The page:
Twenty one years ago, Steve Jobs, to the tune of Chariots of Fire, introduced the world to the "insanely great" Apple Macintosh at the Cupertino Flint Center. We've all seen the commercial but many have not seen the birth of the Mac itself. In the video, Jobs pulls the tiny Mac out of its case, pops in a disk, and let's the Mac take over the presentation. It even speaks (hey, it was 1984). Along with witnessing the glory of the Macintosh being born to a standing ovation, it's one of the few times you'll see Jobs, out of his signature jeans and black turtleneck, in a suit and tie. Author Scott Knaster,apparently, had the only copy of the public TV broadcast and kept it for 21 years unseen by anyone else. It was tracked down by the folks at Industrial Technology & Witchcraft who, working with Knaster, cleaned it up and digitized it for all to see. In total, there's two hours of content on the video. Only the section where Jobs introduces the Mac has been released. Jason Kottke has collected several links to the video here.
CareerBuilder has just released the first of several spots in a campaign which will launch Super Bowl Sunday. In the first spot, a man on the phone with a customer can't carry on a conversation because he works with a bunch of monkeys who can't keep quiet. Not all that exciting. View the spot here and sign up to be notified when new spots are posted.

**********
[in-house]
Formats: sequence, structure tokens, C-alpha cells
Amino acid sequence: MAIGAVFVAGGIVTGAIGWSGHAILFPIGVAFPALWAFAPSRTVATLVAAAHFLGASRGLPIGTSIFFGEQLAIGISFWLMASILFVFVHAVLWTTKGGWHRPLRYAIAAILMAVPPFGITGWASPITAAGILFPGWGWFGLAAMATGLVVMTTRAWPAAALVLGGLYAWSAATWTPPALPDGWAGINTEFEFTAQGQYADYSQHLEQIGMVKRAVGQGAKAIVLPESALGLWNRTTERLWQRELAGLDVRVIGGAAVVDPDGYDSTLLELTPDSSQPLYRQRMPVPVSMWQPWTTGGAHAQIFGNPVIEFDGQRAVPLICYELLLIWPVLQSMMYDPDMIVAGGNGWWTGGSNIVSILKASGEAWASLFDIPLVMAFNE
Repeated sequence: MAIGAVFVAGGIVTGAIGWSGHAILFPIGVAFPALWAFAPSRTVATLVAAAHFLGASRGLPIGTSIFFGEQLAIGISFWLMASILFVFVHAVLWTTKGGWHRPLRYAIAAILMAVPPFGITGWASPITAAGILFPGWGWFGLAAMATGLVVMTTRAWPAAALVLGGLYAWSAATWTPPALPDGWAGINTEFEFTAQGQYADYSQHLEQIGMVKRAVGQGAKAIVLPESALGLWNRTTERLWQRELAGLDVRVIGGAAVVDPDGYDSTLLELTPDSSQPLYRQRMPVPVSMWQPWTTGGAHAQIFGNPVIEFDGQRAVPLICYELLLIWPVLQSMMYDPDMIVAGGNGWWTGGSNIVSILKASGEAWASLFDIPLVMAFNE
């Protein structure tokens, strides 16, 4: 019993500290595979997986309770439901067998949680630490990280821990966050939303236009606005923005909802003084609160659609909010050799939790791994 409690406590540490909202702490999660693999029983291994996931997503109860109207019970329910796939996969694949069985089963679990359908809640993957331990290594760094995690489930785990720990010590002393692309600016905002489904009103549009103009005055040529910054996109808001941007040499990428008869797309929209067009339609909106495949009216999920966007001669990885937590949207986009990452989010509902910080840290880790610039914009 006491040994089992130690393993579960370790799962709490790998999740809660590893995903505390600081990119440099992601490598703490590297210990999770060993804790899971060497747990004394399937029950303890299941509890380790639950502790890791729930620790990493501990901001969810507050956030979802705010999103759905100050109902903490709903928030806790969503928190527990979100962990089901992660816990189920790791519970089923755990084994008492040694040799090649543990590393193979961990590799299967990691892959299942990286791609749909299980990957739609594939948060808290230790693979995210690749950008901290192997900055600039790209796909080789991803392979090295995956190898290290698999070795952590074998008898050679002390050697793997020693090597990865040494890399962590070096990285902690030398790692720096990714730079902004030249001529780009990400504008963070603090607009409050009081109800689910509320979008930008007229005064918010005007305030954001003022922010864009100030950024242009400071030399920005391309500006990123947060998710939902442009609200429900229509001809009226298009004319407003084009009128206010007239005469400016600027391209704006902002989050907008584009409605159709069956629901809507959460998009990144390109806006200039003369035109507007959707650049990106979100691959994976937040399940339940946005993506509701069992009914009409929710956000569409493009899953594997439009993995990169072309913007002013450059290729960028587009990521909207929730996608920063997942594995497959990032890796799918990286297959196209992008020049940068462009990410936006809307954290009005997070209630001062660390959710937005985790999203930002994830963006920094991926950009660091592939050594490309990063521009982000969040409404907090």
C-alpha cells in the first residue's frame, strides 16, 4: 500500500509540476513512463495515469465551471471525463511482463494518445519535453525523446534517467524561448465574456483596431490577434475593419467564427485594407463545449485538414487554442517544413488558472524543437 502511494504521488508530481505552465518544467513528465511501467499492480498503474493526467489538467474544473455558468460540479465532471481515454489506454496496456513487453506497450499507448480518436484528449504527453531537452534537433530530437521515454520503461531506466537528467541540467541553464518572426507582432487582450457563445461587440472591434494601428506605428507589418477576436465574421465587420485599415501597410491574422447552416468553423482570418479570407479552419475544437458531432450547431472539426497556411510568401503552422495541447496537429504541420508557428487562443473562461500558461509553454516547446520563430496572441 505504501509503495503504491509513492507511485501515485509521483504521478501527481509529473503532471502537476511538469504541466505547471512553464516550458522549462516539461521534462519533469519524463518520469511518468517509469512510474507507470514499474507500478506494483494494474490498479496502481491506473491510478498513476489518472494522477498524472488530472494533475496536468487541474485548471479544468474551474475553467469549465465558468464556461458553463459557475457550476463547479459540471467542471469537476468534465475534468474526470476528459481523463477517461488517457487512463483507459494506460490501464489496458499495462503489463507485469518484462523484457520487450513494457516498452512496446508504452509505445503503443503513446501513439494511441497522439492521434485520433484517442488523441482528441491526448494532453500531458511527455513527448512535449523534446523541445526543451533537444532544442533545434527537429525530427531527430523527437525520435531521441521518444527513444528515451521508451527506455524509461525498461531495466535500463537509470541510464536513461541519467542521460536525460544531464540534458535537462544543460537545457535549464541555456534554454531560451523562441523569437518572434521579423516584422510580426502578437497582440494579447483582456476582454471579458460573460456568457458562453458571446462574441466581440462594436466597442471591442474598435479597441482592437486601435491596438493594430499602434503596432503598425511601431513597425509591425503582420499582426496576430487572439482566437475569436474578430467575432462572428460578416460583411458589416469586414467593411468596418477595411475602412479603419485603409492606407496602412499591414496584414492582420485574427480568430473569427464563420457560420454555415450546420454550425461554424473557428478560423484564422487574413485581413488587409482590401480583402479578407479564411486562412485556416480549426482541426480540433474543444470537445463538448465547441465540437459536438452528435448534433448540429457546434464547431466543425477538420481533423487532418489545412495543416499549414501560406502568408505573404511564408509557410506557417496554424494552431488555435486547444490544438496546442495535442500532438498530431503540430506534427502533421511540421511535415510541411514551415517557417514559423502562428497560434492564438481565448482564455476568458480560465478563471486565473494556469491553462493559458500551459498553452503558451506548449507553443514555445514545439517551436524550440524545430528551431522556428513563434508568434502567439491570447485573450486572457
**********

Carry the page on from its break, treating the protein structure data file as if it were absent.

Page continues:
The site has section called Like Work which contains none, Like Bios which spoofs CP&B execs and Like Bush which makes odd reference to Bush tax cuts. Of course, knowing CP&B, they're behind it. The hosting site (theneep.com) has "B K (firstname.lastname@example.org)" listed as its registrant. BK. Get it? UPDATE: While we love viral jokes and conspiracy theories, we are assured this site has no connection to Crispin Porter & Bogusky and neither does the poor soul whose phone number is listed on the WHOIS info page. So all of you who have been calling him can now stop.
Oh please. The dude who auctioned off his forehead on eBay found a company willing to pay $37,375. In a twist, the company that ponied up the money for the privilege or adorning Omaha resident Andrew Fisher's forehead is a company called SnoreStop. The company better not find Fisher snoozing and snoring on the job.
Maybe it's just us but we wonder if broadband phone company BroadVoice couldn't have made it's ad campaign and website just a little bit closer to an exact replica of competitor Vonage's website. From typeface similarity to the use of International flags to the duplication of page layout, there's something strange going on here.
Who knows. Maybe the two companies own each other but hat's for the financial media, not us, to worry about. For us, it's just wrong for two different brands to look so similar. It's confusing for the consumer. Vonage? BroadVoice? Ah, who gives a shit. There just phone companies. Is that the reaction brand managers of Vonage and BroadVoice want their customers to have? Perhaps it's all just a clandestine brand preference experiment.